I agree, Bolaji--there should be a term beyond "distributors." The problem is, almost any new phrase is more cumbersome than the original. "Contract manufacturer" became electronic manufacturing services provider. The "channel" is nice and compact, but maybe too inclusive. Wordiness aside, the scope of services distrbutors provide is expansive and I would expect to see that continue.
Whatever became of the acronym VAD (Value Added Distributor)? Never did sound very high-tech as literally anybody could be carry the title even if they simply packed an order with twice the ESD wrappings. On the other hand, it was consistent with where the industry was heading as value added service revenue expanded beyond its early boundaries.
Tvotapka, my personal opinion is VAD of which mission should be to put value on top of goods or products, have faced (and are still facing) as per other players in the market, in general, strong limitation in their actions due to financial crisis; as consequence, they have had to introduce considerable costs' cut then value added is becoming very small and sometimes, not perceived.
TVotapka, The description value-added-distributor (VAD) is not any better than plain distributor. These companies began adding value added services more than 10 years ago but they've obviously gone far beyond that (Please see the comments from Alex). I believe they'll continue to integrate extra services as demand increase from customers, many of which either cannot afford these or just want a one-stop provider for non-core offerings.
Interesting post, Bolaji. Besides absorbing the functions of OEMs and retailers, distributors have also created many new functions and roles that never existed before in the supply chain. I think it would be a good idea to shed light on these as well.
I think there's something about maintaining QA. Additionally, in competitive markets, vertically integrated companies have an edge, reducing overhead and being able to lower costs (and maintain better margins).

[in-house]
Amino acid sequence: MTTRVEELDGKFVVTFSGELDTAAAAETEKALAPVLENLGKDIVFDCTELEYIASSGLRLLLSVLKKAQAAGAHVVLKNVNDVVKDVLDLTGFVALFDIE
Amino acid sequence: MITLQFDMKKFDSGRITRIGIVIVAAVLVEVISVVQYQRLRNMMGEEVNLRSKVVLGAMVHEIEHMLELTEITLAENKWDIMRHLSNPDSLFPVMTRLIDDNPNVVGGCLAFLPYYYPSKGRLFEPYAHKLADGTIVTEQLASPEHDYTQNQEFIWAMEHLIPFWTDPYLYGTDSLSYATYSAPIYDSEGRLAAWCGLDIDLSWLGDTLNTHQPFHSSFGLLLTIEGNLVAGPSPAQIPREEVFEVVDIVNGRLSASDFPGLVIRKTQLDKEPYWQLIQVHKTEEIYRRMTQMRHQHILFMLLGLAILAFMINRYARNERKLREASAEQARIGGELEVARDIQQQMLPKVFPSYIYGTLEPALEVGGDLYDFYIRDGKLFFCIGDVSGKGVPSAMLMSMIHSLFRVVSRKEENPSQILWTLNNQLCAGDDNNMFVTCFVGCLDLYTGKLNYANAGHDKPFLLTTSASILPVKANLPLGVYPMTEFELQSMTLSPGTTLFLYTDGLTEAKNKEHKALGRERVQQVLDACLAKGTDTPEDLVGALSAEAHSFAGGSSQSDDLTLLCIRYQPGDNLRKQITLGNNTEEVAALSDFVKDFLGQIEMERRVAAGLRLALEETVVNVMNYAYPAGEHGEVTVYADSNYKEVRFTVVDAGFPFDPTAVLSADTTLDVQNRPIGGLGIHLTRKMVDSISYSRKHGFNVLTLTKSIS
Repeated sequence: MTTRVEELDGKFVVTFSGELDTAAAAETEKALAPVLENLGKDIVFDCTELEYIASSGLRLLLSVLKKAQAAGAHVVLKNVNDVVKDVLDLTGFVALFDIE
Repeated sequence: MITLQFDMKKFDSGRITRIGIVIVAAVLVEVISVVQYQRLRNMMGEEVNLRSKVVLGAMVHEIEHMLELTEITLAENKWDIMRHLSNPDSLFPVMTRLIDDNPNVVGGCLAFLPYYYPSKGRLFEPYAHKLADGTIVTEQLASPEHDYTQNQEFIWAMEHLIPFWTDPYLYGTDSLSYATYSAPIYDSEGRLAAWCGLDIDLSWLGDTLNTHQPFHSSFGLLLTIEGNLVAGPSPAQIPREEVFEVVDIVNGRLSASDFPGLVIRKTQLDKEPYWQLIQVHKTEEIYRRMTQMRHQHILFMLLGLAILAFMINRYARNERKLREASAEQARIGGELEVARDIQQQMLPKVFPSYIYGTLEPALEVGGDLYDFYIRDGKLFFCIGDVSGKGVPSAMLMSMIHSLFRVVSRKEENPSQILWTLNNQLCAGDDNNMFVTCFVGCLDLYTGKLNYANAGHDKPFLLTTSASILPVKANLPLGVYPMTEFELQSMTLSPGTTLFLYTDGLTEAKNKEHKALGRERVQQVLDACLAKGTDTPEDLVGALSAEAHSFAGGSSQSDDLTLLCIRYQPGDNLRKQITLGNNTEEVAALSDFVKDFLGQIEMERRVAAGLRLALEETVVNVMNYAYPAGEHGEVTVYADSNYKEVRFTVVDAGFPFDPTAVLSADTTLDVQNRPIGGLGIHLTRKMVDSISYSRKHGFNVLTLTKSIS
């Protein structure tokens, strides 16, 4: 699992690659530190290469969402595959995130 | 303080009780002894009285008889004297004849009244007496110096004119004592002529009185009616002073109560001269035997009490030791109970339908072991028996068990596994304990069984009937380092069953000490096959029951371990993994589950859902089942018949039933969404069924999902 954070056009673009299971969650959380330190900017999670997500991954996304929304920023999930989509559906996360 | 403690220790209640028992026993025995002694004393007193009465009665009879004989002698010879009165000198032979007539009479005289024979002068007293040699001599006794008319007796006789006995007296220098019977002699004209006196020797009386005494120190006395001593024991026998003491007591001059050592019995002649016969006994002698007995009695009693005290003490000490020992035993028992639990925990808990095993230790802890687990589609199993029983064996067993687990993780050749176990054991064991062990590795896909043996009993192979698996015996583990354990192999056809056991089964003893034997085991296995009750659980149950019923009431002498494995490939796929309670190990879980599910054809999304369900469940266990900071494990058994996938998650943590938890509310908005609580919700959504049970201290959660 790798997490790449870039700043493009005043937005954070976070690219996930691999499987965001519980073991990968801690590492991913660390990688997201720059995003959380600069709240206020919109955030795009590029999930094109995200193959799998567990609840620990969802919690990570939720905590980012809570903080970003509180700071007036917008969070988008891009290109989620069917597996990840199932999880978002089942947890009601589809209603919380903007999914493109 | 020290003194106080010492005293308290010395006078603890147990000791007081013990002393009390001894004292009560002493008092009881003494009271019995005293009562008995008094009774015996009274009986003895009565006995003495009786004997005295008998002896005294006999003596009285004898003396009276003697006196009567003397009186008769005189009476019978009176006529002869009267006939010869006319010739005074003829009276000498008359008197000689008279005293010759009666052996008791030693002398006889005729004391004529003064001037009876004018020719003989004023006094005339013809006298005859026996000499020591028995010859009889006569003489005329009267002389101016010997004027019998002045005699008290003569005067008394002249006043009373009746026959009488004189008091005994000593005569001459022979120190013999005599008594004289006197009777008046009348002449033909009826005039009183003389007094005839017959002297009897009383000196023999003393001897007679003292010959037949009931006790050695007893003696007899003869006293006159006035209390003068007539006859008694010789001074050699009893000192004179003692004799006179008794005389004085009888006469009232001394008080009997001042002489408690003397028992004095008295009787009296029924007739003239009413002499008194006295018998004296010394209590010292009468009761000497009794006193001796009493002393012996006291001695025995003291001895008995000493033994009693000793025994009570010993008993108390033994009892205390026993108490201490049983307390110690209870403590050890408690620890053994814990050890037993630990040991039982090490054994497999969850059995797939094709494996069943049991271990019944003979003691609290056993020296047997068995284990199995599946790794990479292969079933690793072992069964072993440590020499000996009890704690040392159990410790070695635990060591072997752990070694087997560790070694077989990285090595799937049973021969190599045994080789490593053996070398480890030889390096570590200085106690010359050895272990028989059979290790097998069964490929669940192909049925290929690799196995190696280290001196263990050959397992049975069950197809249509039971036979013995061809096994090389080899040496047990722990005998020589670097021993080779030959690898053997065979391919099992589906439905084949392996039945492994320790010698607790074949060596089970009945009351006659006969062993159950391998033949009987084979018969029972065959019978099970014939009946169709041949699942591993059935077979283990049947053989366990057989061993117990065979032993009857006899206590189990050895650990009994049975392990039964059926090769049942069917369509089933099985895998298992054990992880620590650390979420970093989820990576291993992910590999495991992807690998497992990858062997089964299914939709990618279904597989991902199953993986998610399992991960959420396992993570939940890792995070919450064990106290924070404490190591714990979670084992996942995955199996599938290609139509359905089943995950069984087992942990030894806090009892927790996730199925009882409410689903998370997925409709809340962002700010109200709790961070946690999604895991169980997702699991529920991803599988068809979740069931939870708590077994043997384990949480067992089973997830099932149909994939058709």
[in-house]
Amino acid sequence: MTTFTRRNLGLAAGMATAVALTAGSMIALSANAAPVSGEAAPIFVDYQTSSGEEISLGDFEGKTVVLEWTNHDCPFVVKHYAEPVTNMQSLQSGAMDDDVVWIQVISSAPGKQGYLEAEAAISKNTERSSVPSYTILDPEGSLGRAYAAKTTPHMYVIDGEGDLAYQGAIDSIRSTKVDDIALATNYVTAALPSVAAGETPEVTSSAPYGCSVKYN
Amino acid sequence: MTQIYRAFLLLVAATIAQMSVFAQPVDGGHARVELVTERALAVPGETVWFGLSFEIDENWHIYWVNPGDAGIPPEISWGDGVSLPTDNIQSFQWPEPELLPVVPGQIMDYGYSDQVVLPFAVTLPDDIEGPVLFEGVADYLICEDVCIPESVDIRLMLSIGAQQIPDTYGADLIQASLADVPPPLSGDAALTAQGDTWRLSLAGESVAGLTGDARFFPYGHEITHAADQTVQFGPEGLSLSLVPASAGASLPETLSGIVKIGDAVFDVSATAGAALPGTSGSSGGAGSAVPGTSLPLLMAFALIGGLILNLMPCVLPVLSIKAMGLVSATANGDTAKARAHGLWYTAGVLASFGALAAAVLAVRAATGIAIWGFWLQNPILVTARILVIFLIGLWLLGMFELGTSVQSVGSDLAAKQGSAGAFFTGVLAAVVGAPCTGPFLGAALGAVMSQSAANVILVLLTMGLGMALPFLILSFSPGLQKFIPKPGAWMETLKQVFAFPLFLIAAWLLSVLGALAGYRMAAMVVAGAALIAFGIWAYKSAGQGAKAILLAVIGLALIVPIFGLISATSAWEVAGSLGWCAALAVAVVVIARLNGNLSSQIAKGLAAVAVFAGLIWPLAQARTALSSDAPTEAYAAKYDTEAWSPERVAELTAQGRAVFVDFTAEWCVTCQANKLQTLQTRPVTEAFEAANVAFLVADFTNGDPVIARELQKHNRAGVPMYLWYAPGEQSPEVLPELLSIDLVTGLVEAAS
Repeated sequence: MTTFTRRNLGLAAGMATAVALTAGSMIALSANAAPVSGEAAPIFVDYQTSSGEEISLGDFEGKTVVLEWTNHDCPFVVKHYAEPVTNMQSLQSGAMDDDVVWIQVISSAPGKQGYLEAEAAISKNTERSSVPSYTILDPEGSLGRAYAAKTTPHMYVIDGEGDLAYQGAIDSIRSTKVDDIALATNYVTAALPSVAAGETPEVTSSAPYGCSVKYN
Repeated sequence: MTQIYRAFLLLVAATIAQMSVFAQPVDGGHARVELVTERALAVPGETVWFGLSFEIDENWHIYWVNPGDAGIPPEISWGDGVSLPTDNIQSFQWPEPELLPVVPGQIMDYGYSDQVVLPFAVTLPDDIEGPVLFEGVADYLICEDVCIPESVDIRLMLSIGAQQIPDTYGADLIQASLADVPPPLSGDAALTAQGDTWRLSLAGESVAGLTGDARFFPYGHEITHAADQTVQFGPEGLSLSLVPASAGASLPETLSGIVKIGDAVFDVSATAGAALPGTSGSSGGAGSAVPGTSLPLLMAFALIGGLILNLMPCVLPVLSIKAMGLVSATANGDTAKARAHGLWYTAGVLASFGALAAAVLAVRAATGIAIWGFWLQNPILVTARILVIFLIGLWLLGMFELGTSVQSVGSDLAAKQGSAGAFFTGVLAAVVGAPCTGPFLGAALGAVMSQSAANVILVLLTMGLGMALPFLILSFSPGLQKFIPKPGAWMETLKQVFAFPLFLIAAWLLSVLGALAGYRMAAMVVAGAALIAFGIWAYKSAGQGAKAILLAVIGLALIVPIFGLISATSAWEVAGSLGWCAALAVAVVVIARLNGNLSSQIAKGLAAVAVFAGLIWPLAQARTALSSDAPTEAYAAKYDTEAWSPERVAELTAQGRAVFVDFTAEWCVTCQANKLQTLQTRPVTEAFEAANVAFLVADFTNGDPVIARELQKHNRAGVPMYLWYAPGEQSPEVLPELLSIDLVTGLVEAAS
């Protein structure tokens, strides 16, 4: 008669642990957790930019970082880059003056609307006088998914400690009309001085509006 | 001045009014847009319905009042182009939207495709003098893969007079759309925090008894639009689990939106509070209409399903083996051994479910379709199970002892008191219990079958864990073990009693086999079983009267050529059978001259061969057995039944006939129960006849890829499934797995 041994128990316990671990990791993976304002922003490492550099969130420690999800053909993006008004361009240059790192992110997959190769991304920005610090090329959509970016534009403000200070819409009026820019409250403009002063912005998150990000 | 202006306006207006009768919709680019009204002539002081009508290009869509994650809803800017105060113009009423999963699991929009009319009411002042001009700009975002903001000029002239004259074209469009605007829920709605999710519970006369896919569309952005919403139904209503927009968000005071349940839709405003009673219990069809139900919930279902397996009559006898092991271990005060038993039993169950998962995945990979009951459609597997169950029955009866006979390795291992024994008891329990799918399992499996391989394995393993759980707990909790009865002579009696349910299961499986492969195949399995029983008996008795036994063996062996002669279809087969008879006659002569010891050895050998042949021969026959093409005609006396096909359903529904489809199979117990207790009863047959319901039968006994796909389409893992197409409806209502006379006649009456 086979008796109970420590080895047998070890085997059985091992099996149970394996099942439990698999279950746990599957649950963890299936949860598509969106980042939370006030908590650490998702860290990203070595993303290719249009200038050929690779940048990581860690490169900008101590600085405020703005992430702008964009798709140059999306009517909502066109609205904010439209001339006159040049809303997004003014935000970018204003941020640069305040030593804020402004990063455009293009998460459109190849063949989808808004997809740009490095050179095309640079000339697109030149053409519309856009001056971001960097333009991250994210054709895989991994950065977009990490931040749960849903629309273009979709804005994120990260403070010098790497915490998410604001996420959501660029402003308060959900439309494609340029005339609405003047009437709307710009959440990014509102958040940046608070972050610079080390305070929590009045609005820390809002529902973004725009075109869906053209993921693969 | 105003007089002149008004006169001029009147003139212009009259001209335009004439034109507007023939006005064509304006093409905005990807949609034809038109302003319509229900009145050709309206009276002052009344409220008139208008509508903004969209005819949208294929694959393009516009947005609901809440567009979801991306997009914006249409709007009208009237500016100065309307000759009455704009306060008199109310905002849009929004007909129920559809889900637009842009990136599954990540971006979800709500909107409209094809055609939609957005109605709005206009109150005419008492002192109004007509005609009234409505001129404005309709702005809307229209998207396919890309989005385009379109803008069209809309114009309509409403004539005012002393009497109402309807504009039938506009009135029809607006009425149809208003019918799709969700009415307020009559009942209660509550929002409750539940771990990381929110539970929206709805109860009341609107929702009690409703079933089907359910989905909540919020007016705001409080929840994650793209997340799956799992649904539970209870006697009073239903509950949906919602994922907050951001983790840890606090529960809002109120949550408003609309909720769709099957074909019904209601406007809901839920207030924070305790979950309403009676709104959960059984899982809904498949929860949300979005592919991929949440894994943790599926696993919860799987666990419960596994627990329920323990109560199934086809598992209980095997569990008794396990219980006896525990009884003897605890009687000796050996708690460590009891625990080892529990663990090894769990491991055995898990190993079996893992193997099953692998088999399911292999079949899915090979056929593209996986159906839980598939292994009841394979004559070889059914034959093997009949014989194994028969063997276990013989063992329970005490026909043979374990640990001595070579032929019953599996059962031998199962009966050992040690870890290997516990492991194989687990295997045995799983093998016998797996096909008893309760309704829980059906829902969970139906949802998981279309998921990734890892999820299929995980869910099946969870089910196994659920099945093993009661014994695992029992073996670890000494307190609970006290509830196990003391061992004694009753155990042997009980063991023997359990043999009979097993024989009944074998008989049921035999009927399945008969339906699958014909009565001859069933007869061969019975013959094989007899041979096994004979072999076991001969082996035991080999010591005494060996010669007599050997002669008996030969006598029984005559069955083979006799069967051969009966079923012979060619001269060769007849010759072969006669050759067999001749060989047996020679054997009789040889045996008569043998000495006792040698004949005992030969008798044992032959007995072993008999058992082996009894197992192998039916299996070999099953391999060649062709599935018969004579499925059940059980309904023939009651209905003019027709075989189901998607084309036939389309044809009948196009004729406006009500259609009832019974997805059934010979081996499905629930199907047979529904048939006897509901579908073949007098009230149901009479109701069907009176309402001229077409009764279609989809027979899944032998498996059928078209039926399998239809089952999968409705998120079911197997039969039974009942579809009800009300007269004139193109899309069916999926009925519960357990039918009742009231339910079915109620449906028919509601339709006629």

Alex, Thanks for the comments. I wonder, though, who is driving this brand and service extension by Avnet. Do you see this as something the market is forcing on Avnet or is the company taking the initiative based on customer feedback with programs like this?
I think we have to make a distinction between the systems side of the business and the components side. VAD/VAR is a term that applies mostly to the systems/IT side of the business and, in fact, Avnet and Arrow sell to VADs and VARs. I believe Avnet & Arrow would still be considered wholesalers in some systems markets. On the components side, you'd be hard-pressed not to find a distributor that provides value-added services.
How many more OEM and vendor functions can distributors absorb?
@Bolaji, do you think eventually these distributors will start making their own products because they have full access to both component's and design, hence they are in better to position to optimize the cost of the product they build?
Tirlapur, Distributors haven't begun making self-branded electronics equipment but they didn't use to provide so many design services either. The executives will, for now, insist that's not likely soon. I believe this is the case but I won't be surprised either if they jump into OEM business.